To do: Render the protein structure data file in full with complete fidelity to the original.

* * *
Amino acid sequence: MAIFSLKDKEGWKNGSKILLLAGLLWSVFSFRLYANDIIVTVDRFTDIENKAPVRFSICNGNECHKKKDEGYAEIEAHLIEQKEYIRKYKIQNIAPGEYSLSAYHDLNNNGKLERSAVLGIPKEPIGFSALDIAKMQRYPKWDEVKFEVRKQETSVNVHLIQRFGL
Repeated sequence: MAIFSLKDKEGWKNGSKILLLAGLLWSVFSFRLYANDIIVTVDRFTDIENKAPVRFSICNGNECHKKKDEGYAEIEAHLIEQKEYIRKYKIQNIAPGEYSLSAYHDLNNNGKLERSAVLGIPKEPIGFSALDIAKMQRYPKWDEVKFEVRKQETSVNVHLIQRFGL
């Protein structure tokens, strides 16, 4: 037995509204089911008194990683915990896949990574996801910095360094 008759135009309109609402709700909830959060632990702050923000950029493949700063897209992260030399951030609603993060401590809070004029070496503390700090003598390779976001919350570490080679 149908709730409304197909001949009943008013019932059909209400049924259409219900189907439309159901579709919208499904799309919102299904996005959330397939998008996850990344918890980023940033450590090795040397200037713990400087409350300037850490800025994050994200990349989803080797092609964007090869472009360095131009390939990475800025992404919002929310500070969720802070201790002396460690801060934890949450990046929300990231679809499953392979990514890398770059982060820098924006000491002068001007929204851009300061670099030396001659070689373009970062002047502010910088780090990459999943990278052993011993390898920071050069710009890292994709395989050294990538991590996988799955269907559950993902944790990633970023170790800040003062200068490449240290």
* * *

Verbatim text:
Amino acid sequence: MAIFSLKDKEGWKNGSKILLLAGLLWSVFSFRLYANDIIVTVDRFTDIENKAPVRFSICNGNECHKKKDEGYAEIEAHLIEQKEYIRKYKIQNIAPGEYSLSAYHDLNNNGKLERSAVLGIPKEPIGFSALDIAKMQRYPKWDEVKFEVRKQETSVNVHLIQRFGL
Repeated sequence: MAIFSLKDKEGWKNGSKILLLAGLLWSVFSFRLYANDIIVTVDRFTDIENKAPVRFSICNGNECHKKKDEGYAEIEAHLIEQKEYIRKYKIQNIAPGEYSLSAYHDLNNNGKLERSAVLGIPKEPIGFSALDIAKMQRYPKWDEVKFEVRKQETSVNVHLIQRFGL
């Protein structure tokens, strides 16, 4: 037995509204089911008194990683915990896949990574996801910095360094 008759135009309109609402709700909830959060632990702050923000950029493949700063897209992260030399951030609603993060401590809070004029070496503390700090003598390779976001919350570490080679 149908709730409304197909001949009943008013019932059909209400049924259409219900189907439309159901579709919208499904799309919102299904996005959330397939998008996850990344918890980023940033450590090795040397200037713990400087409350300037850490800025994050994200990349989803080797092609964007090869472009360095131009390939990475800025992404919002929310500070969720802070201790002396460690801060934890949450990046929300990231679809499953392979990514890398770059982060820098924006000491002068001007929204851009300061670099030396001659070689373009970062002047502010910088780090990459999943990278052993011993390898920071050069710009890292994709395989050294990538991590996988799955269907559950993902944790990633970023170790800040003062200068490449240290």